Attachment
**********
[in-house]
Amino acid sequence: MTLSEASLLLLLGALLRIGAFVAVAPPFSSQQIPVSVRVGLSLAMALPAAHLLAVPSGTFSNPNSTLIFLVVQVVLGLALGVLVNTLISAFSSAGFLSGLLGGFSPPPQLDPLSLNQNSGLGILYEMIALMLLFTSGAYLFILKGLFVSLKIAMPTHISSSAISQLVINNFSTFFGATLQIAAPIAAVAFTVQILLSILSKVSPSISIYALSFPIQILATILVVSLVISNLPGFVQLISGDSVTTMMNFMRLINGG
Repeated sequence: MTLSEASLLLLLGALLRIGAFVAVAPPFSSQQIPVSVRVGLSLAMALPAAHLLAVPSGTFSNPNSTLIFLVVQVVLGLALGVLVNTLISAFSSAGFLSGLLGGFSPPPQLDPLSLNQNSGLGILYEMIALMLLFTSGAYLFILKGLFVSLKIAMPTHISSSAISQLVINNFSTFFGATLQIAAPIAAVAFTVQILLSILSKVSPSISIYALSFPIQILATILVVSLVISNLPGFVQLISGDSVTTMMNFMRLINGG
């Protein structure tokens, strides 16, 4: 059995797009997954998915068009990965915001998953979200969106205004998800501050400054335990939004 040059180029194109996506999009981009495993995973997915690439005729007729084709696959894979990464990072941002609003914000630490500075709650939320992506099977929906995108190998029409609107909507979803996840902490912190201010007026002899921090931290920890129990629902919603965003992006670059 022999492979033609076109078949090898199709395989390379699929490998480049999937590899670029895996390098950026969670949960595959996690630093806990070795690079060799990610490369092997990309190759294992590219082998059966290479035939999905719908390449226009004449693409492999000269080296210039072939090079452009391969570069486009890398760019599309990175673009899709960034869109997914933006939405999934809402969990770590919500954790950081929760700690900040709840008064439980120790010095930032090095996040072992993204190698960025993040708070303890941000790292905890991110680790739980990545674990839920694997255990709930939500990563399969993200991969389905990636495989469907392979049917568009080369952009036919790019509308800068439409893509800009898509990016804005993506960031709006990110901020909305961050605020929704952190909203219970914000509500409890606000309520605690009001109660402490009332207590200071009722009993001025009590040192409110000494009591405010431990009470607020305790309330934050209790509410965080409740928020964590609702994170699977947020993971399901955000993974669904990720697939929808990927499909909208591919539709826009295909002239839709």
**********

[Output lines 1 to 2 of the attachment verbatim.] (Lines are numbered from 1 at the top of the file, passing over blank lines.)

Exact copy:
[in-house]
Amino acid sequence: MTLSEASLLLLLGALLRIGAFVAVAPPFSSQQIPVSVRVGLSLAMALPAAHLLAVPSGTFSNPNSTLIFLVVQVVLGLALGVLVNTLISAFSSAGFLSGLLGGFSPPPQLDPLSLNQNSGLGILYEMIALMLLFTSGAYLFILKGLFVSLKIAMPTHISSSAISQLVINNFSTFFGATLQIAAPIAAVAFTVQILLSILSKVSPSISIYALSFPIQILATILVVSLVISNLPGFVQLISGDSVTTMMNFMRLINGG